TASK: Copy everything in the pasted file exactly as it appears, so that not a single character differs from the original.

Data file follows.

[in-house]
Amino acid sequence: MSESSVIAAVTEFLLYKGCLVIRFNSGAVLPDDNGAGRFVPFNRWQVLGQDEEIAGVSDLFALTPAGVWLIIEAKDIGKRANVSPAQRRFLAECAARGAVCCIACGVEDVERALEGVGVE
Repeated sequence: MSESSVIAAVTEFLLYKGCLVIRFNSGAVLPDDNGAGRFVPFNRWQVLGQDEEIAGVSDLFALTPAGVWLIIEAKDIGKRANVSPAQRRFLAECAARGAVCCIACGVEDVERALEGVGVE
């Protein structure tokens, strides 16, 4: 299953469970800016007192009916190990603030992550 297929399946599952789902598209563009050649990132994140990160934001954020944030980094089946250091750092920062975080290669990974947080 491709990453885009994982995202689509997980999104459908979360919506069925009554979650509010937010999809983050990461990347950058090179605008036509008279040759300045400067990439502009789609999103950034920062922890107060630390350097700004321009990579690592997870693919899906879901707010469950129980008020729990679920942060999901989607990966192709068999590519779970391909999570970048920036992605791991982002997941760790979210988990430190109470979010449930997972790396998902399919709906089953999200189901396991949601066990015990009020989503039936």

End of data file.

[in-house]
Amino acid sequence: MSESSVIAAVTEFLLYKGCLVIRFNSGAVLPDDNGAGRFVPFNRWQVLGQDEEIAGVSDLFALTPAGVWLIIEAKDIGKRANVSPAQRRFLAECAARGAVCCIACGVEDVERALEGVGVE
Repeated sequence: MSESSVIAAVTEFLLYKGCLVIRFNSGAVLPDDNGAGRFVPFNRWQVLGQDEEIAGVSDLFALTPAGVWLIIEAKDIGKRANVSPAQRRFLAECAARGAVCCIACGVEDVERALEGVGVE
């Protein structure tokens, strides 16, 4: 299953469970800016007192009916190990603030992550 297929399946599952789902598209563009050649990132994140990160934001954020944030980094089946250091750092920062975080290669990974947080 491709990453885009994982995202689509997980999104459908979360919506069925009554979650509010937010999809983050990461990347950058090179605008036509008279040759300045400067990439502009789609999103950034920062922890107060630390350097700004321009990579690592997870693919899906879901707010469950129980008020729990679920942060999901989607990966192709068999590519779970391909999570970048920036992605791991982002997941760790979210988990430190109470979010449930997972790396998902399919709906089953999200189901396991949601066990015990009020989503039936």